As psychologists, we are very interested in what the evidence says about the use of corporal punishment. One important thing to keep in mind is that this is a topic that cannot be studied experimentally; it would be ethically impossible to have parents spank their children to see what the effects might be. Thus, understanding cause and effect from correlational research is extremely challenging. As well, it is a given that parents will need to teach their children using discipline — a term that can be interpreted in a variety of ways. The complexities inherent in studying the use of corporal punishment have resulted in divergent findings (e.g., Gershoff, 2002). Physical discipline in children is associated with negative child outcomes including aggression, antisocial behaviour, and mental health problems. Most professionals advise parents against the use of physical punishment.
Operant conditioning in the classroom
John Watson and B. F. Skinner believed that all learning was the result of reinforcement and that reinforcement could be used to educate children. For instance, Watson wrote in his book on behaviourism:
Give me a dozen healthy infants, well-formed, and my own specified world to bring them up in and I’ll guarantee to take any one at random and train him to become any type of specialist I might select — doctor, lawyer, artist, merchant-chief and, yes, even beggar-man and thief, regardless of his talents, penchants, tendencies, abilities, vocations, and race of his ancestors. I am going beyond my facts and I admit it, but so have the advocates of the contrary and they have been doing it for many thousands of years. (Watson, 1930, p. 82)
Skinner promoted the use of programmed instruction, an educational tool that consists of self-teaching with the aid of a specialized textbook or teaching machine that presents material in a logical sequence (Skinner, 1965). Programmed instruction allows students to progress through a unit of study at their own rate, checking their own answers and advancing only after answering correctly. Programmed instruction is used today in many classes — for instance, to teach computer programming (Emurian, 2009).
Although reinforcement can be effective in education and teachers make use of it by awarding gold stars, good grades, and praise, there are also substantial limitations to using reward to improve learning. To be most effective, rewards must be contingent on appropriate behaviour. In some cases, teachers may distribute rewards indiscriminately — for instance, by giving praise or good grades to children whose work does not warrant it — in the hope that students will feel good about themselves and that this self-esteem will lead to better performance. Studies indicate, however, that high self-esteem alone does not improve academic performance (Baumeister, Campbell, Krueger, & Vohs, 2003). When rewards are not earned, they become meaningless and no longer provide motivation for improvement.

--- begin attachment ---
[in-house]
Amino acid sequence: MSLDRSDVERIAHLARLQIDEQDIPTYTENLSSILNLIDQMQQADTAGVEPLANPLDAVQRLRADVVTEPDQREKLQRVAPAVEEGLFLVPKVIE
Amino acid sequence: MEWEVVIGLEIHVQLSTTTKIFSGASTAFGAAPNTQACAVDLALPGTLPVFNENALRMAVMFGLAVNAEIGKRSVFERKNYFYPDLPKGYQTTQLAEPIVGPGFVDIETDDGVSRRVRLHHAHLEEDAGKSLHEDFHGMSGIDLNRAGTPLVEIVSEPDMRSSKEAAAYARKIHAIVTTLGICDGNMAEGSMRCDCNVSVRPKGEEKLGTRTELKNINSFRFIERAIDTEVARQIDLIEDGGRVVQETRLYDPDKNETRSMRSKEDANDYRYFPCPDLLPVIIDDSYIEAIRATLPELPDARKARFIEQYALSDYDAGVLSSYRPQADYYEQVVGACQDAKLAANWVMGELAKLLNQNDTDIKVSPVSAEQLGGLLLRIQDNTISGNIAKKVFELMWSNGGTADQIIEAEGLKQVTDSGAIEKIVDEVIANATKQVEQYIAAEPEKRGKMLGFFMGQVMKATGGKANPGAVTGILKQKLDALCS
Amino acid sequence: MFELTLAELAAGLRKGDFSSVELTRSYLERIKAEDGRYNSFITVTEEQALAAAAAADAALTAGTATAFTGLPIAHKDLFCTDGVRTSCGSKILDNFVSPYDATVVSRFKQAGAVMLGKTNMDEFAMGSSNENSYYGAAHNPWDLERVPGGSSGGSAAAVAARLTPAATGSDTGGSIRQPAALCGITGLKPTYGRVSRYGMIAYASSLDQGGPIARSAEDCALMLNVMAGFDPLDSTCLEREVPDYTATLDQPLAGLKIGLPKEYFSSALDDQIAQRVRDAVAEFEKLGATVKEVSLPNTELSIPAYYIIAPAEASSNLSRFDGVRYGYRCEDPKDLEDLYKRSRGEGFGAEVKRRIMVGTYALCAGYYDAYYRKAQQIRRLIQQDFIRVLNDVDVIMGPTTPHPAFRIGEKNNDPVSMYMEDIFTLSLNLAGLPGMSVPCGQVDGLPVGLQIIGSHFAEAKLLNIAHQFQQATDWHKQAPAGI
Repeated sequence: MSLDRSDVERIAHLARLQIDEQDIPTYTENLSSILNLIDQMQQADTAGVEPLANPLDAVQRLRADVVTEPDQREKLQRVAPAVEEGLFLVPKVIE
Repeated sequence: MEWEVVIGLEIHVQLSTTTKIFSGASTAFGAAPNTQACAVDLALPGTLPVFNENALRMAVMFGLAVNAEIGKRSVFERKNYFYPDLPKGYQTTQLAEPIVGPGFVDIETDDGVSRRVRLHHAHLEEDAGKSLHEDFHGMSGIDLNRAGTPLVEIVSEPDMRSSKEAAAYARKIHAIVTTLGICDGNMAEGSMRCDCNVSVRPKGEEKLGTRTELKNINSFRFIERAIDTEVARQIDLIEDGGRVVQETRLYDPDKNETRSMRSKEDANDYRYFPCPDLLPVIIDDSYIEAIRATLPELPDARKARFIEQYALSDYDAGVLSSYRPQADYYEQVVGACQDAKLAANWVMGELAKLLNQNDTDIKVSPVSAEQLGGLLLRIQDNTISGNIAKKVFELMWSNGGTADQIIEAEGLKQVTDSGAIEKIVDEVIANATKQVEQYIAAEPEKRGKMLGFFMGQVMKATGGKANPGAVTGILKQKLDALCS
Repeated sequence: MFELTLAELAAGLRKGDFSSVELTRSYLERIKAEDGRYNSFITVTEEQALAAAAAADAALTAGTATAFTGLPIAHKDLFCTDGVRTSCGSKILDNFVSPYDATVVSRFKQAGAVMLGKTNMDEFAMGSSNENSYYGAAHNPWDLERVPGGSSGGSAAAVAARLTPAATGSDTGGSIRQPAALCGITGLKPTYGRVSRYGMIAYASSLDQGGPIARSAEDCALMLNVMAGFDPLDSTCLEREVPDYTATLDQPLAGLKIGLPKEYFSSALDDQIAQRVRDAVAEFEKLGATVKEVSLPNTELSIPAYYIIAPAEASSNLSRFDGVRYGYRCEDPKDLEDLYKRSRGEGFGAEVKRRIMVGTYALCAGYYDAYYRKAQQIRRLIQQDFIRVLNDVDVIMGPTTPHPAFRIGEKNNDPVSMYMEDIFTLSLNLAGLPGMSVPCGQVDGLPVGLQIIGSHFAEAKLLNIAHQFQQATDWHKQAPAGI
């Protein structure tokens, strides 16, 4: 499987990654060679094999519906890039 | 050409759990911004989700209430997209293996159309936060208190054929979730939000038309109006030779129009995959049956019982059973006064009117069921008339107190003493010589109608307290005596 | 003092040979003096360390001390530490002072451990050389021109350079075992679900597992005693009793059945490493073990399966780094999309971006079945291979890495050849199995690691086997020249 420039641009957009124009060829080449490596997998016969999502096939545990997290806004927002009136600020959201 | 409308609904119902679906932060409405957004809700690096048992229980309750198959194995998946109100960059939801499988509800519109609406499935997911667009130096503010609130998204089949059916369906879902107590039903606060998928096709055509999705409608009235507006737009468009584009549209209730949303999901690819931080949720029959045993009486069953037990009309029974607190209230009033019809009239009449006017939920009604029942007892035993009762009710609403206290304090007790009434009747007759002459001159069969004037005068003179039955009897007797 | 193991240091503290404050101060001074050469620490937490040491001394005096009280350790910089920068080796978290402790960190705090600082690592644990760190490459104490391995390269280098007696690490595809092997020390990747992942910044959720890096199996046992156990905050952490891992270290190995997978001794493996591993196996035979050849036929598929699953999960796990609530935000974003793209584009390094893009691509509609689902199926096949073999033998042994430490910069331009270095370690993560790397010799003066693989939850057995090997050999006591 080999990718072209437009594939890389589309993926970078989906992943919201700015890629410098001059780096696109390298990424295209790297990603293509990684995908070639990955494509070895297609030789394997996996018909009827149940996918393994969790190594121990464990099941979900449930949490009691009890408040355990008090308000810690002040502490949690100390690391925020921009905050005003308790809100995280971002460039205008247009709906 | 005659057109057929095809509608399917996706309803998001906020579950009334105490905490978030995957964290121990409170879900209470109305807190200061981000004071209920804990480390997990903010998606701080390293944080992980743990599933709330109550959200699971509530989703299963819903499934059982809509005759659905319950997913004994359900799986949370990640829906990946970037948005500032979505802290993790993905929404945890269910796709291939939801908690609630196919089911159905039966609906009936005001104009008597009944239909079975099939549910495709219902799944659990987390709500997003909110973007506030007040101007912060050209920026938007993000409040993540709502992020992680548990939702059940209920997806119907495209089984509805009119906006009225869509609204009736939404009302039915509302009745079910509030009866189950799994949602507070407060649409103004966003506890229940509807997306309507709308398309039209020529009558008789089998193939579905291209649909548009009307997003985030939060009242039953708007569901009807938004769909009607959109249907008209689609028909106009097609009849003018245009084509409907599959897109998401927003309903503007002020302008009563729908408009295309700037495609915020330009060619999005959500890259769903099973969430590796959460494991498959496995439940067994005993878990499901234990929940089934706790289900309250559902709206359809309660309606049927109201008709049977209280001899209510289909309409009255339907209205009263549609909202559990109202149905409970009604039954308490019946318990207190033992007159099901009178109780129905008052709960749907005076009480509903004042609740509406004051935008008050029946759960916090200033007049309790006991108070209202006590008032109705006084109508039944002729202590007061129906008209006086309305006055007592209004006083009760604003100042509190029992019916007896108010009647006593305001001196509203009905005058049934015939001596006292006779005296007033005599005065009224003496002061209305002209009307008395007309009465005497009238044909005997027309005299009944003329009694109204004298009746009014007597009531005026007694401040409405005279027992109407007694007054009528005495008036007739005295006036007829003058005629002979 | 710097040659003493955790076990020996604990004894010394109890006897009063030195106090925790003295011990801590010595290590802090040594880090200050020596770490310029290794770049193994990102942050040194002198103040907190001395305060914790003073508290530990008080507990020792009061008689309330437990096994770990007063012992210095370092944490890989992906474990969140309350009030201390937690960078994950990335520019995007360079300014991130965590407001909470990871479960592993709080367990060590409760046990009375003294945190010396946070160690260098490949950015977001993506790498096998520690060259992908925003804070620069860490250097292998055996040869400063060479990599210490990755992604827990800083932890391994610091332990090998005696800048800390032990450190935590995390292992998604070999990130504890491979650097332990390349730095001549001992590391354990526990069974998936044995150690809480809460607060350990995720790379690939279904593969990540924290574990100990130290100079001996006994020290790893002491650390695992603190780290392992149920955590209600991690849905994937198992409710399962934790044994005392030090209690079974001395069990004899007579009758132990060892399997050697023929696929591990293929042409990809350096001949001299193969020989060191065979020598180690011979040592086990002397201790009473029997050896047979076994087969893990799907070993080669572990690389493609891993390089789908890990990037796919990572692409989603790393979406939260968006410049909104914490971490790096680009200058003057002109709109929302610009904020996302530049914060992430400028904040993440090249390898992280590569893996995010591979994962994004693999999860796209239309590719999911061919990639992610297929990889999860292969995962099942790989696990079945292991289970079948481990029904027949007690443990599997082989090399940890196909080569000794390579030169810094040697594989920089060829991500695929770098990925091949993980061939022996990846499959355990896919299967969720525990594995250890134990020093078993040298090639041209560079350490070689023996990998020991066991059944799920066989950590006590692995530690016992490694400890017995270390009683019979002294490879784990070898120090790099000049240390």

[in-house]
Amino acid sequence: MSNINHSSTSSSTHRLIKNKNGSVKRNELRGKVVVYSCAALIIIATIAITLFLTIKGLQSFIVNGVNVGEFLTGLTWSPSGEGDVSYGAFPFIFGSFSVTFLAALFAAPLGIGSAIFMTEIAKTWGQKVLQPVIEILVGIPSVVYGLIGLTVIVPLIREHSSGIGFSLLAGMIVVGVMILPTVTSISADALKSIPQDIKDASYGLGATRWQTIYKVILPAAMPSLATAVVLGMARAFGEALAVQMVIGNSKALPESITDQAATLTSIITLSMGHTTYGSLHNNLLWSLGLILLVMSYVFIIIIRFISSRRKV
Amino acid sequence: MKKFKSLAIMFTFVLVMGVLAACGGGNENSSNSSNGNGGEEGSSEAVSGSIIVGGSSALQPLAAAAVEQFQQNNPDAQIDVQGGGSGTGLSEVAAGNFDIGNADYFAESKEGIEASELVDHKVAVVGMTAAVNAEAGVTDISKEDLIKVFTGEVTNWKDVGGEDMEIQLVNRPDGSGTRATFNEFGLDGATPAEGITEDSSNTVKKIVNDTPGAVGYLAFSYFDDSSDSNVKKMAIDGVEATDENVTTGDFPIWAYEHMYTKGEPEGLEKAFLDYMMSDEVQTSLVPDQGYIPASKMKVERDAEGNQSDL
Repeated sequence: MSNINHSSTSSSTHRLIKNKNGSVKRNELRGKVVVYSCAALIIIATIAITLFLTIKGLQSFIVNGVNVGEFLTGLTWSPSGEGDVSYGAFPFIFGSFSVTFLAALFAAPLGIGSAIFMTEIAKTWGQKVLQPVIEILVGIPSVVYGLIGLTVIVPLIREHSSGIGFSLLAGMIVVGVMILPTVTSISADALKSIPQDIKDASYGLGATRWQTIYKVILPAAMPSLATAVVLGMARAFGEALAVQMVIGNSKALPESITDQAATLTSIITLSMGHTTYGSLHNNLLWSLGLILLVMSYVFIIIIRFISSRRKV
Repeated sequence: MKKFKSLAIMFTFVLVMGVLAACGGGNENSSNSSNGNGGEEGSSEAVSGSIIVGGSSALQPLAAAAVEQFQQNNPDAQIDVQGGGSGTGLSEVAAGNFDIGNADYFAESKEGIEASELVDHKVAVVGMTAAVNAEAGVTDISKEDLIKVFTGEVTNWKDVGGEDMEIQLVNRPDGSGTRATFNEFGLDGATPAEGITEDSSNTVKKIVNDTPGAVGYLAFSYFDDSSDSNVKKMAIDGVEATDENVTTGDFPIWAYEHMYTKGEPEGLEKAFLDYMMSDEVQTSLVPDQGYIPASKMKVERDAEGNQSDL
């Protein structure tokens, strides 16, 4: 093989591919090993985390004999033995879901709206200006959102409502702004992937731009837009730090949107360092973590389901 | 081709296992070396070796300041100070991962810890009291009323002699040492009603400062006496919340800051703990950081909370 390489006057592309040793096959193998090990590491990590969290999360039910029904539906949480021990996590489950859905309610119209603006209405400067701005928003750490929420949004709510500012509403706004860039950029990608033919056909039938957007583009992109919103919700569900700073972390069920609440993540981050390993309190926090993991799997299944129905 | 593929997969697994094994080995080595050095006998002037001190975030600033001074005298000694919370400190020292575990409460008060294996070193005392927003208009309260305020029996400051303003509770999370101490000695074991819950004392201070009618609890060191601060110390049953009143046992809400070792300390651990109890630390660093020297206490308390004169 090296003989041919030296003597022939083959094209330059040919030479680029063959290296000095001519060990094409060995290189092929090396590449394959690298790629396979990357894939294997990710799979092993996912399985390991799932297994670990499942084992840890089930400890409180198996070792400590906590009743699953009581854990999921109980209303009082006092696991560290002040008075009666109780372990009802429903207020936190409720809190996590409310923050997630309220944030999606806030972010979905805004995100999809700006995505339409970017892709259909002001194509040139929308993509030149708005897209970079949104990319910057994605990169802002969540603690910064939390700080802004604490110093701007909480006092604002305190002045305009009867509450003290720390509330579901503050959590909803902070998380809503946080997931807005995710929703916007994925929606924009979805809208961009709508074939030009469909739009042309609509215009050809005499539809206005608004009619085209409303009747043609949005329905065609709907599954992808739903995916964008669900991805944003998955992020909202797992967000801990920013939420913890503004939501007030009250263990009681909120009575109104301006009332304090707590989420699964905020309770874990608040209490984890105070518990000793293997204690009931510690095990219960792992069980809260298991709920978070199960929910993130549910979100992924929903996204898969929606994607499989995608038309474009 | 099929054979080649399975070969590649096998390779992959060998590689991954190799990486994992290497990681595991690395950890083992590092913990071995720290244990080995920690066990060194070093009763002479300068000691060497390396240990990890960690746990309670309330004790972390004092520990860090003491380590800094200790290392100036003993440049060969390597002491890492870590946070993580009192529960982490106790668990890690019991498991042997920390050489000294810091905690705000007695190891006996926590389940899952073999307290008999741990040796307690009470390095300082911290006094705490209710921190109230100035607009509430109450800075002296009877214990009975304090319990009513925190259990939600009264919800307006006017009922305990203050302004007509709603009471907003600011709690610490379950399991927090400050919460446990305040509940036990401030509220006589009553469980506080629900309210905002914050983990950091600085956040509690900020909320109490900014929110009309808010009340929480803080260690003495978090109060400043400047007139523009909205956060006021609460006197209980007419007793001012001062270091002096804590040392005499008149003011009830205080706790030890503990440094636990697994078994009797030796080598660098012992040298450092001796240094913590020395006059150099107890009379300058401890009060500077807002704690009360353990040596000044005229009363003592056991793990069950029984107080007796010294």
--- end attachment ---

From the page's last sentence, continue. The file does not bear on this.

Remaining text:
Another potential limitation of rewards is that they may teach children that the activity should be performed for the reward rather than for one’s own interest in the task. If rewards are offered too often, the task itself becomes less appealing. Mark Lepper, David Green, and Richard Nisbett (1973) studied this possibility by leading some children to think that they engaged in an activity for a reward, rather than because they simply enjoyed it. First, they placed some fun felt-tipped markers in the classroom of the children they were studying. The children loved the markers and played with them right away. Then, the markers were taken out of the classroom, and the children were given a chance to play with the markers individually at an experimental session with the researcher. At the research session, the children were randomly assigned to one of three experimental groups. One group of children — the “expected reward” condition — was told that if they played with the markers they would receive a good drawing award. A second group — the “unexpected reward” condition — also played with the markers and also got an award, but they were not told ahead of time that they would be receiving an award; instead, it came as a surprise after the session. The third group — the “no reward” group — played with the markers too, but they did not receive an award.
Then, the researchers placed the markers back in the classroom and observed how much the children in each of the three groups played with them. The children who had been led to expect a reward for playing with the markers during the experimental session played with the markers less at the second session than they had at the first session (see Figure 6.9). The idea is that, when the children had to choose whether or not to play with the markers when the markers reappeared in the classroom, they based their decision on their own prior behaviour. The children in the no reward group and the children in the unexpected reward group realized that they played with the markers because they liked them. Children in the expected award condition, however, remembered that they were promised a reward for the activity the last time they played with the markers. These children, then, were more likely to draw the inference that they play with the markers only for the external reward, and because they did not expect to get an award for playing with the markers in the classroom, they determined that they didn’t like them. Expecting to receive the award at the session had undermined their initial interest in the markers.
This research suggests that, although receiving a reward may in many cases lead us to perform an activity more frequently or with more effort, a reward may not always increase our liking for the activity. In some cases, a reward may actually make us like an activity less than we did before we were rewarded for it. This outcome is particularly likely when the reward is perceived as an obvious attempt on the part of others to get us to do something. When children are given money by their parents to get good grades in school, they may improve their school performance to gain the reward, but at the same time their liking for school may decrease. On the other hand, rewards that are seen as more internal to the activity, such as rewards that praise us, remind us of our achievements in the domain, and make us feel good about ourselves as a result of our accomplishments, are more likely to be effective in increasing not only the performance of, but also the liking of, the activity (Hulleman, Durik, Schweigert, & Harackiewicz, 2008; Ryan & Deci, 2002).